It gets worse. The illusion that Windows Vista can be secured is long dead, so no update or upgrade can redeem the user from becoming a zombie (even Vista 7 is open to hijackers [1, 2, 3], long before release). It’s the same old routine now that Windows Vista is discovered to be suffering from another “critical” flaw (or set thereof) which has not been patched yet.

March’s Patch Tuesday will see yet another critical fix for Microsoft’s flagship operating systems.

Users of Microsoft Office will be left vulnerable for at least another month:

Vole said that it will not be fixing a critical Excel vulnerability, which allows attackers to launch malicious code remotely on users’ computers via an infected Excel spreadsheet file.

From IDG:

Microsoft Corp. today said it will deliver three security updates on Tuesday, one of them ranked as “critical,” but will not fix an Excel flaw that attackers are now exploiting.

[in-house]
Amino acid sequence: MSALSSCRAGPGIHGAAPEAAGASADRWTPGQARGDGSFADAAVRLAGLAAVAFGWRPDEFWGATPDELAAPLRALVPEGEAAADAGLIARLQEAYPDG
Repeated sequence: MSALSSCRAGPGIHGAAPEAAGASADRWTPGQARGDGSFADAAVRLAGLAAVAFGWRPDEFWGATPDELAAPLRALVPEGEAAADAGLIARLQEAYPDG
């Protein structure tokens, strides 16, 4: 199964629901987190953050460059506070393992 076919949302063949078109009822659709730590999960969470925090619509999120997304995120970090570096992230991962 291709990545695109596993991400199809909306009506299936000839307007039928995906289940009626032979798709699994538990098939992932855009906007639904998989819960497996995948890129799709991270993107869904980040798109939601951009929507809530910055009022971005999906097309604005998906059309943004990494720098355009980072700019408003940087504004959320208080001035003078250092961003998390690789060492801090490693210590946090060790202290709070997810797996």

All three updates spelled out in today’s notice will tackle vulnerabilities in Windows, but as is its practice, Microsoft did not drill any deeper than to specify which versions will be affected.

As usual, Microsoft is hiding the real scale and the real number of vulnerabilities. InformationWeek wrote about this also.

“Our products just aren’t engineered for security.”

Brian Valentine, top Windows executive

“It is no exaggeration to say that the national security is also implicated by the efforts of hackers to break into computing networks. Computers, including many running Windows operating systems, are used throughout the United States Department of Defense and by the armed forces of the United States in Afghanistan and elsewhere.”

Jim Allchin, top Windows executive

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18 Comments

  1. Jose_X said,

    March 8, 2009 at 11:41 am

    Gravatar

    “Not engineered for security” is why you have a zillion variants of bugs around. Do they “patch” one hole by moving it around to a different hiding place?

    I’m guessing their situation is horrible, but can you actually patch Windows against all the bugs at once, or will the different patches undue work done in other patches as these holes are moved around?